What might help make the Prosperity Platform more palatable is an escape clause — and by that I mean not for McInnis, but for us. So the issue is an agreement to fulfill the 20 principles. What happens if he is elected and then reneges, works actively against one of the 20, or simply delays any serious effort to implement one or more particular actions? What then? Where does that leave the grassroots who are expected to work hard on his behalf? (more…)
The exciting opportunity for a Republican pickup in Senate District 16 with a departing incumbent Democrat Dan Gibbs has taken some interesting turns in the past week. State senate minority leader Josh Penry’s most highly touted replacement was Cheri Gerou. But the HD 25 representative told me today her current seat is “where I plan to stay.” So count out Gerou.
Then there’s Ali Hasan who, while refuting my initial speculations that he might contend, had suggested Jeffco GOP chair Don Ytterberg as a great candidate. However, Ytterberg says he has no desire to take another shot at SD 16 and is dedicated to his current work. “I made the commitment to work for the success of our party and I will do that to the best of my ability,” he said.
But as of today the Republican Party finally has an Evergreen businessman willing to jump in and battle for the open SD 16 seat. No, not that Evergreen businessman, the one who has expressed a firm commitment to the governor’s race and was left out of the crafting of the unity “Prosperity Platform.”(more…)
The antithesis of the conservative reform agenda now being heavily touted by many Colorado Republican leaders is the sort of stale tax-and-spend thinking that emanates from the many taxpayer-funded commissions appointed by Bill Ritter and the Democrat legislature.
Such an example is the Long-Term Fiscal Stability Commission. Three of the minority party members who suffered through hours sitting on the panel — state representative Cheri Gerou, Weld County Commissioner Sean Conway and my Independence Institute colleague Amy Oliver Cooke — ably deconstruct the work of the commission in a column for yesterday’s Denver Post:
The commission squandered a golden opportunity to reform government and provide long term fiscal stability. Instead, it indulged in the same, worn-out argument that government spending must grow. Should big spending proponents succeed, the result will prove to be more than unimaginative: it also will prove to be unsustainable. No wonder taxpayers are disheartened.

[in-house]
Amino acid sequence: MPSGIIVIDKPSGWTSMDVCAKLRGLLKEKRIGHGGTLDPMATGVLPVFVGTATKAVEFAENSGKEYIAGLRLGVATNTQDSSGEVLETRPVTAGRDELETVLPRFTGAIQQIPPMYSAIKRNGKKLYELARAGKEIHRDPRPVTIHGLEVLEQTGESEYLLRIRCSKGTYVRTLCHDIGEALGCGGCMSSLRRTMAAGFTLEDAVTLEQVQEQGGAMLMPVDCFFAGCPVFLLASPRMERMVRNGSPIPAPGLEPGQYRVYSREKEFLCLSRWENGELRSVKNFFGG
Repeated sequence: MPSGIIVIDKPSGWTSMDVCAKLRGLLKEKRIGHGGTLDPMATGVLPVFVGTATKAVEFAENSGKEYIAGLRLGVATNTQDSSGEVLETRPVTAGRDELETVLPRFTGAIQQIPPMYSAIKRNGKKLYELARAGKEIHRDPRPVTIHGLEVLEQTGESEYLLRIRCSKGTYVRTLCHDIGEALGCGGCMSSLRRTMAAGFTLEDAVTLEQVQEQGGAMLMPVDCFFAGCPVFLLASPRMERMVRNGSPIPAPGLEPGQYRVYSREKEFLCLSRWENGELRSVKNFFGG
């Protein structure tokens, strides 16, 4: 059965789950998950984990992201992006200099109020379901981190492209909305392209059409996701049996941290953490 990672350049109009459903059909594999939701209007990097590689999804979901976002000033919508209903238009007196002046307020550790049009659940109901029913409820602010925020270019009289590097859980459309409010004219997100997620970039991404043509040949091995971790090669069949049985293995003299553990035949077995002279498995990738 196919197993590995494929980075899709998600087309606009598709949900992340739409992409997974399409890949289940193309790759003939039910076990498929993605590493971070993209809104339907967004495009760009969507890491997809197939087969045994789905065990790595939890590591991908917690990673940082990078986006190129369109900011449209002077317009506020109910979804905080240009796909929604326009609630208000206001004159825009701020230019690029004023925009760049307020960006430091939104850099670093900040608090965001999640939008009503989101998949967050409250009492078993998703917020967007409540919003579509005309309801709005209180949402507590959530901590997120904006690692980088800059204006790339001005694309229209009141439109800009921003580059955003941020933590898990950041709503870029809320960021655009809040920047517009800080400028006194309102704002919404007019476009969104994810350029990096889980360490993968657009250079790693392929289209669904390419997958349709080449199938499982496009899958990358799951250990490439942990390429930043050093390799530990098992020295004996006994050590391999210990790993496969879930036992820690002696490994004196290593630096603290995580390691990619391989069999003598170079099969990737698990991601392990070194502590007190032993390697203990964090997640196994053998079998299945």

And for many taxpayers, disheartened puts the matter mildly. Which also ought to put on alert many of Colorado’s elected officials (most especially those in the majority Democratic Party) as they go back to the people to seek re-election in 2010.
Huffington Post is running video of our appointed junior U.S. Senator Michael Bennet saying he will vote for Obama Care socialized medicine even if it means losing his job. In other words, he’s completely ignoring you.
But sounds like a good idea to me. A few sensible Democrats remaining in the Senate join Republicans to block increased political controls in medicine, but Bennet votes for it anyway and punches his ticket to come home in 2011. Let’s help make it happen.
Word has leaked to the Grand Junction Sentinel that state senate minority leader Josh Penry will formally announce his endorsement of former rival Scott McInnis for Colorado governor. The endorsement was contingent on the McInnis formally agreeing to 20 conservative governing principles.
“These are the principles that swept the GOP to victory in New Jersey in Virginia,” Penry said. “And they can re-unite our Party too, and pave the way for a successful campaign and, more important, a successful governing party when the election’s over and done with.”
Without further ado, here’s the list of unified governing principles that was forwarded to Mount Virtus, a list that contains a fair amount of specificity: (more…)
As Don at Business Word notes, the Ryan Frazier campaign yesterday touted a list of endorsements from “nearly one hundred influential Coloradans” in his bid to be the next Congressman from the 7th District. Yes, the list contains the names of some heavy-hitters — including Phil Anschutz, Pete Coors, Attorney General John Suthers, and former Governor Bill Owens.
But at least as telling to me is that Ryan Frazier has earned the support from both my friends Jessica Corry and Libby Szabo, the last two Republican candidates for state senate District 19. Why so significant? Jessica is a young up-and-comer from the more libertarian wing of the party. Libby is more of a traditional conservative and a longtime activist well known in Jefferson County Republican — especially Arvada (House District 27) — circles.
The fact they both (along with many other Republicans of prominence at different levels) have thrown in with Ryan Frazier is an important sign that he has picked up necessary traction after switching from the U.S. Senate race five weeks ago.
Sealing the deal with the grassroots should be a major focus for Frazier in the few months leading up to the caucuses — especially with primary opponent Brian Campbell (among others) and potential primary opponent Jimmy Lakey lurking out there.
No one in the area is better at leveraging the media spotlight than my boss Jon Caldara. Witness today’s perfect-pitch feature by the Denver Post‘s Jessica Fender:
Asked what has allowed Colorado’s free-market think tank, the Independence Institute, to live long enough for a 25th-anniversary celebration tonight, the organization’s famously bawdy president offers a joke.
“Embezzlement,” says Jon Caldara. “Embezzlement and glossy black-and-white photographs of politicians in compromising positions.”